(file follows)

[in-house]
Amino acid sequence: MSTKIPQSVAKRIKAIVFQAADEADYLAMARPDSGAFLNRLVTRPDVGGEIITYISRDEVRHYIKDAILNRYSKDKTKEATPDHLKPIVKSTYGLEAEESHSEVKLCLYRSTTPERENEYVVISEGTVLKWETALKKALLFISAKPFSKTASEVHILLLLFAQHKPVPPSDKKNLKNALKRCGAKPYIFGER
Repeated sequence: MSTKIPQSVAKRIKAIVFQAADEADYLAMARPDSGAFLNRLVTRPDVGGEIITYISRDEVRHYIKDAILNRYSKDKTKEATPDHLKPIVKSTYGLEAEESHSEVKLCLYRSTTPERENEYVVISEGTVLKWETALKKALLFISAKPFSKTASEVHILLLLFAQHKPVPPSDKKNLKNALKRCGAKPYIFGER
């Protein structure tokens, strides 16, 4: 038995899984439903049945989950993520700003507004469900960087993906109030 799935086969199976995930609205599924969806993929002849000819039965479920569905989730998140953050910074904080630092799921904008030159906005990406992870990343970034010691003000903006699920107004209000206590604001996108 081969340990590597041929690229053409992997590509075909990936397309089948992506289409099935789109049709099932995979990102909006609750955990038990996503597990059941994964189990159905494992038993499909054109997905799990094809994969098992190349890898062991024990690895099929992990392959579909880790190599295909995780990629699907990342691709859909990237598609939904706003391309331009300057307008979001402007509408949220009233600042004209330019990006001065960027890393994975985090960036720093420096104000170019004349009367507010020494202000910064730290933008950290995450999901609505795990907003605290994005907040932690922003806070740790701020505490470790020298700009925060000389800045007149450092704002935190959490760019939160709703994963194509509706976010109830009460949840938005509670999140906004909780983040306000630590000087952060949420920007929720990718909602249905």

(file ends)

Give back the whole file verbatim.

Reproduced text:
[in-house]
Amino acid sequence: MSTKIPQSVAKRIKAIVFQAADEADYLAMARPDSGAFLNRLVTRPDVGGEIITYISRDEVRHYIKDAILNRYSKDKTKEATPDHLKPIVKSTYGLEAEESHSEVKLCLYRSTTPERENEYVVISEGTVLKWETALKKALLFISAKPFSKTASEVHILLLLFAQHKPVPPSDKKNLKNALKRCGAKPYIFGER
Repeated sequence: MSTKIPQSVAKRIKAIVFQAADEADYLAMARPDSGAFLNRLVTRPDVGGEIITYISRDEVRHYIKDAILNRYSKDKTKEATPDHLKPIVKSTYGLEAEESHSEVKLCLYRSTTPERENEYVVISEGTVLKWETALKKALLFISAKPFSKTASEVHILLLLFAQHKPVPPSDKKNLKNALKRCGAKPYIFGER
């Protein structure tokens, strides 16, 4: 038995899984439903049945989950993520700003507004469900960087993906109030 799935086969199976995930609205599924969806993929002849000819039965479920569905989730998140953050910074904080630092799921904008030159906005990406992870990343970034010691003000903006699920107004209000206590604001996108 081969340990590597041929690229053409992997590509075909990936397309089948992506289409099935789109049709099932995979990102909006609750955990038990996503597990059941994964189990159905494992038993499909054109997905799990094809994969098992190349890898062991024990690895099929992990392959579909880790190599295909995780990629699907990342691709859909990237598609939904706003391309331009300057307008979001402007509408949220009233600042004209330019990006001065960027890393994975985090960036720093420096104000170019004349009367507010020494202000910064730290933008950290995450999901609505795990907003605290994005907040932690922003806070740790701020505490470790020298700009925060000389800045007149450092704002935190959490760019939160709703994963194509509706976010109830009460949840938005509670999140906004909780983040306000630590000087952060949420920007929720990718909602249905």